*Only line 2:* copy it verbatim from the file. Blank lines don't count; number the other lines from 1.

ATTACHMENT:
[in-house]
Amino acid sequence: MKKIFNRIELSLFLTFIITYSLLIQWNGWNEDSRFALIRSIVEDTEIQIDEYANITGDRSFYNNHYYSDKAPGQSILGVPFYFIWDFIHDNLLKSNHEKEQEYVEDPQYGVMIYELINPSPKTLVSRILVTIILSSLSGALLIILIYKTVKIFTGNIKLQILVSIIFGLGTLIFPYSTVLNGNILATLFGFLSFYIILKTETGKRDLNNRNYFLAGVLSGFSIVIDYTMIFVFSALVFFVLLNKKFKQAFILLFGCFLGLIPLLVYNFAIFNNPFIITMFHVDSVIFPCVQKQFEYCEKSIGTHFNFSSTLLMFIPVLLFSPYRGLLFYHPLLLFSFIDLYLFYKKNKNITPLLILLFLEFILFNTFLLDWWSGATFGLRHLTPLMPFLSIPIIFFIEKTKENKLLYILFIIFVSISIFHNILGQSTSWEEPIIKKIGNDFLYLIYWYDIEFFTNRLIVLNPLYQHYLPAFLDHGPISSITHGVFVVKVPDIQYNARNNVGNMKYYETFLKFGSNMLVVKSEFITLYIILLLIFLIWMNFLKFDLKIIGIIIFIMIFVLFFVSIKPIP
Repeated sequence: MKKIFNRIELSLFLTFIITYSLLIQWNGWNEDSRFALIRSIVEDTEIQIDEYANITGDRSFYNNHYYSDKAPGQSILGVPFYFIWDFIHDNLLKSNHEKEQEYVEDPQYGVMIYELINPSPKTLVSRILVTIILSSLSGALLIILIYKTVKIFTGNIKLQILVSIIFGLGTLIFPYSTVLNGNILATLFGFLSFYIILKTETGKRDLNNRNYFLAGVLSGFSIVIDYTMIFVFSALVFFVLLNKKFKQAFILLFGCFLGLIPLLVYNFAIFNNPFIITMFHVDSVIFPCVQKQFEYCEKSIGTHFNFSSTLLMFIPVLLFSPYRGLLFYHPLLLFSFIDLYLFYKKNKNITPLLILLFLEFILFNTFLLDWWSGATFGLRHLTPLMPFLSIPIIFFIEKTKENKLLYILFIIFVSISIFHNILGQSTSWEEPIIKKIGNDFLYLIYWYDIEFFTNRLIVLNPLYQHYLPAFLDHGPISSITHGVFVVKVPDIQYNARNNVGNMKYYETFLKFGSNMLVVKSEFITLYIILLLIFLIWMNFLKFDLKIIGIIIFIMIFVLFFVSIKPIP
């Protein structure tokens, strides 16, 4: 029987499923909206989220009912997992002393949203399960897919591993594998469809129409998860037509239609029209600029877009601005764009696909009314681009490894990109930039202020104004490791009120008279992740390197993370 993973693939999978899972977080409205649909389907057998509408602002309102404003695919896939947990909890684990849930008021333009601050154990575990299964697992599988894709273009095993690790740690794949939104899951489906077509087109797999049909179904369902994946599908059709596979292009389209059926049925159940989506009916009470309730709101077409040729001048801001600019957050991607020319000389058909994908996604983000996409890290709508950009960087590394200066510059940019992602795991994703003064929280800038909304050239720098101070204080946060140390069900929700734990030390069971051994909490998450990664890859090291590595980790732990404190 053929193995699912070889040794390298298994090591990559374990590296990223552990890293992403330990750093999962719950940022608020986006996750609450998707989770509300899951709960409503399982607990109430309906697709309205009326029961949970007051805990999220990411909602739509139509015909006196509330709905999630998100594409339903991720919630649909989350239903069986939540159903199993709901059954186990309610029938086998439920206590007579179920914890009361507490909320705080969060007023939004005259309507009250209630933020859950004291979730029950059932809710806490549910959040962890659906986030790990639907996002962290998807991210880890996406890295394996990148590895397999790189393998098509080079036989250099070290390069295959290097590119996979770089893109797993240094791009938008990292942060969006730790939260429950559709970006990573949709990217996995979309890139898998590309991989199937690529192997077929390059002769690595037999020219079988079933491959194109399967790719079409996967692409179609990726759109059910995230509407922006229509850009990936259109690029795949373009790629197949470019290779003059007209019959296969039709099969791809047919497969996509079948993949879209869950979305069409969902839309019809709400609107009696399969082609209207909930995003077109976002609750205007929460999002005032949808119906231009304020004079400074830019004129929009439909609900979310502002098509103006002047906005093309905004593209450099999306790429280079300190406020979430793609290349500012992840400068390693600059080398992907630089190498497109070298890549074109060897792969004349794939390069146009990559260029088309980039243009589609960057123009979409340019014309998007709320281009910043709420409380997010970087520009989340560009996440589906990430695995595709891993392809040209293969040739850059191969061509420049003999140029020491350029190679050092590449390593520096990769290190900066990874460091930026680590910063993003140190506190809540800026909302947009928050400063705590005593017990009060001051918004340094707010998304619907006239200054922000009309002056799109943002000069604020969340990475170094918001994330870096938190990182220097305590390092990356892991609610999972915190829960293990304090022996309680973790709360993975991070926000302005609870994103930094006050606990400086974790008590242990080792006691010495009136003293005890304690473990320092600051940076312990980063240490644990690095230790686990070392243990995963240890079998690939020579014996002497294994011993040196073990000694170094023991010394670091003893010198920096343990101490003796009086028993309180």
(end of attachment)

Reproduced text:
Amino acid sequence: MKKIFNRIELSLFLTFIITYSLLIQWNGWNEDSRFALIRSIVEDTEIQIDEYANITGDRSFYNNHYYSDKAPGQSILGVPFYFIWDFIHDNLLKSNHEKEQEYVEDPQYGVMIYELINPSPKTLVSRILVTIILSSLSGALLIILIYKTVKIFTGNIKLQILVSIIFGLGTLIFPYSTVLNGNILATLFGFLSFYIILKTETGKRDLNNRNYFLAGVLSGFSIVIDYTMIFVFSALVFFVLLNKKFKQAFILLFGCFLGLIPLLVYNFAIFNNPFIITMFHVDSVIFPCVQKQFEYCEKSIGTHFNFSSTLLMFIPVLLFSPYRGLLFYHPLLLFSFIDLYLFYKKNKNITPLLILLFLEFILFNTFLLDWWSGATFGLRHLTPLMPFLSIPIIFFIEKTKENKLLYILFIIFVSISIFHNILGQSTSWEEPIIKKIGNDFLYLIYWYDIEFFTNRLIVLNPLYQHYLPAFLDHGPISSITHGVFVVKVPDIQYNARNNVGNMKYYETFLKFGSNMLVVKSEFITLYIILLLIFLIWMNFLKFDLKIIGIIIFIMIFVLFFVSIKPIP